Gators earn redemption, revenge

  • Saturday, February 8, 2014

Gators Jordan McElveen (12) and Dantez Bennamon (3) prepare to go after a free throw if it comes off the rim. ROB GANTT/GAZETTE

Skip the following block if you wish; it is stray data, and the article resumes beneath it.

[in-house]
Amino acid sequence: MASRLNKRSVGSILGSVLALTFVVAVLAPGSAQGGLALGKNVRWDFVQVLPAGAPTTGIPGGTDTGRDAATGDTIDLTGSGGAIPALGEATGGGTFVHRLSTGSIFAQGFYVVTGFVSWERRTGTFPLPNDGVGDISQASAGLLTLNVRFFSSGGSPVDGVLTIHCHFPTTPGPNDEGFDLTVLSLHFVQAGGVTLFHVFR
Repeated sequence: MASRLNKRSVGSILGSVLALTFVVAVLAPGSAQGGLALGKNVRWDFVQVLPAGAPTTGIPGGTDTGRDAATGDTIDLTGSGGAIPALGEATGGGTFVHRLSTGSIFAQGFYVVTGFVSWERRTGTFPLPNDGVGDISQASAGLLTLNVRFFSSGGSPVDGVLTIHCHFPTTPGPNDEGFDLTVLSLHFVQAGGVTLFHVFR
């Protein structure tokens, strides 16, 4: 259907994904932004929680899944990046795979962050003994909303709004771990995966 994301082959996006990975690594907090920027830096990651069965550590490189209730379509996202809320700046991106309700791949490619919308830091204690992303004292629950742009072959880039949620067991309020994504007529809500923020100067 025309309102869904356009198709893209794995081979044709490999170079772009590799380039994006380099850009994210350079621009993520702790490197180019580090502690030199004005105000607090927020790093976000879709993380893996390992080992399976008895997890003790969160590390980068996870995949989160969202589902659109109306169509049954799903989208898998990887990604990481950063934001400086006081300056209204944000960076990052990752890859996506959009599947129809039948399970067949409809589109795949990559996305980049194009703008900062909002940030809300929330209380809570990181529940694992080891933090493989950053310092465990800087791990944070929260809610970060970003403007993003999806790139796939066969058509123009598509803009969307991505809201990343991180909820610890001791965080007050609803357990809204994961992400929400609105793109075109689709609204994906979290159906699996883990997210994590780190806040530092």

In the closing minutes of a heated affair, Goose Creek’s student section rained down on Wando with a chant that said it all. “I believe that they will lose.” “I believe that they will lose.” “I believe that they will lose.” The feelings of euphoria reached fever pitch when it became apparent the Gators were going to earn revenge and redemption for a 34-point loss in Mount Pleasant last month. Wando’s passionate student section let the then No. 1 Gators have it all night long in the 74-40 beating. In the rematch on Friday, the Gators overcame a rocky start to pull away from the Warriors for a 59-42 victory that evened the Region 7-AAAA race. The win also gave the Goose Creek student section the last laugh in the season series. “I thought the defensive effort and rebounding effort was the difference in the ball game,” GCHS coach Blake Hall said. “You hold a Wando team that’s got a lot of guys that could score 10 or 20 a night to just 42 points, that’s a credit to the whole group on the floor.” Hall also praised the team's supporters for showing up in full force. Three-pointers were the key on offense. The Gators (21-2, 6-1 region) hit 12 for the game and got a game-high 18 points from Dantez Bennamon. Chris Singleton tacked on 15 points. Together the guards combined to make nine shots from beyond the arc. Jordan McElveen and Jordan Whittaker chipped in 10 and eight respectively. Wando was led by Jamez Rogers with 13 points. The Warriors fell to 18-5 overall and 5-1 in the region. “It came down to having a lot of guts and playing through fatigue,” Hall said. This one started out like the last meeting ended up, with Wando dominating. But the Gators sprang to life to fight back from a 10-1 deficit. Hall’s team used a 19-3 run to gain some control and led 28-17 at the half. Back-to-back 3-pointers gave Goose Creek a 17-point lead early in the third quarter and the Warriors never got closer than nine points the rest of the way. “The first game was an eye opener,” Hall said. “It was a reality check. I thought we got a little high on our horse there... (The loss) allowed us to do a lot of reflection the last couple of weeks.”  

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